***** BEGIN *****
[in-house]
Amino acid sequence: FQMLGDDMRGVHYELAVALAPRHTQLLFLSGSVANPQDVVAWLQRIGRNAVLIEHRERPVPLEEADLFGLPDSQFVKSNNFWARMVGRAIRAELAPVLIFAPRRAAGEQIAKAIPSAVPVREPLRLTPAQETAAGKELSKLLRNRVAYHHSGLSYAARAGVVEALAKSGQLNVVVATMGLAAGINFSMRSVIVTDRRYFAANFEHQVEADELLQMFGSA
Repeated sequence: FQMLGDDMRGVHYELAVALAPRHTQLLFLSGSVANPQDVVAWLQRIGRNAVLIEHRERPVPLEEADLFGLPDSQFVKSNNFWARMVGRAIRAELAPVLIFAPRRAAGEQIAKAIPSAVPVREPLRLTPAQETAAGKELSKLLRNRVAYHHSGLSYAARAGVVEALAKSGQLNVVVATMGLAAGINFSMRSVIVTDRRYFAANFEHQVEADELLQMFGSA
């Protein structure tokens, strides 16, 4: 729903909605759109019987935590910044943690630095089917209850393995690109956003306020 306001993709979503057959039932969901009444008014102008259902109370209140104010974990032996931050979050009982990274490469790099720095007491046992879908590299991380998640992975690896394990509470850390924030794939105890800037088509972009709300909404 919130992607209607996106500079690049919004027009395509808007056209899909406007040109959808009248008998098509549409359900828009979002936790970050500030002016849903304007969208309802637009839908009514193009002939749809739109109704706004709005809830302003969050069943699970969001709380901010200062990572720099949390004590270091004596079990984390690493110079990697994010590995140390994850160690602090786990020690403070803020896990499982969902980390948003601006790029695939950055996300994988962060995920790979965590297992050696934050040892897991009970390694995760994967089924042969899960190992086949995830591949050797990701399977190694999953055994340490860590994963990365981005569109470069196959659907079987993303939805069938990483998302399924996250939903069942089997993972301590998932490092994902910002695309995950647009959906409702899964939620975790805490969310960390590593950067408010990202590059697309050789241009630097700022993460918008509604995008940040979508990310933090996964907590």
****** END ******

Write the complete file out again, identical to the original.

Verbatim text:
[in-house]
Amino acid sequence: FQMLGDDMRGVHYELAVALAPRHTQLLFLSGSVANPQDVVAWLQRIGRNAVLIEHRERPVPLEEADLFGLPDSQFVKSNNFWARMVGRAIRAELAPVLIFAPRRAAGEQIAKAIPSAVPVREPLRLTPAQETAAGKELSKLLRNRVAYHHSGLSYAARAGVVEALAKSGQLNVVVATMGLAAGINFSMRSVIVTDRRYFAANFEHQVEADELLQMFGSA
Repeated sequence: FQMLGDDMRGVHYELAVALAPRHTQLLFLSGSVANPQDVVAWLQRIGRNAVLIEHRERPVPLEEADLFGLPDSQFVKSNNFWARMVGRAIRAELAPVLIFAPRRAAGEQIAKAIPSAVPVREPLRLTPAQETAAGKELSKLLRNRVAYHHSGLSYAARAGVVEALAKSGQLNVVVATMGLAAGINFSMRSVIVTDRRYFAANFEHQVEADELLQMFGSA
């Protein structure tokens, strides 16, 4: 729903909605759109019987935590910044943690630095089917209850393995690109956003306020 306001993709979503057959039932969901009444008014102008259902109370209140104010974990032996931050979050009982990274490469790099720095007491046992879908590299991380998640992975690896394990509470850390924030794939105890800037088509972009709300909404 919130992607209607996106500079690049919004027009395509808007056209899909406007040109959808009248008998098509549409359900828009979002936790970050500030002016849903304007969208309802637009839908009514193009002939749809739109109704706004709005809830302003969050069943699970969001709380901010200062990572720099949390004590270091004596079990984390690493110079990697994010590995140390994850160690602090786990020690403070803020896990499982969902980390948003601006790029695939950055996300994988962060995920790979965590297992050696934050040892897991009970390694995760994967089924042969899960190992086949995830591949050797990701399977190694999953055994340490860590994963990365981005569109470069196959659907079987993303939805069938990483998302399924996250939903069942089997993972301590998932490092994902910002695309995950647009959906409702899964939620975790805490969310960390590593950067408010990202590059697309050789241009630097700022993460918008509604995008940040979508990310933090996964907590």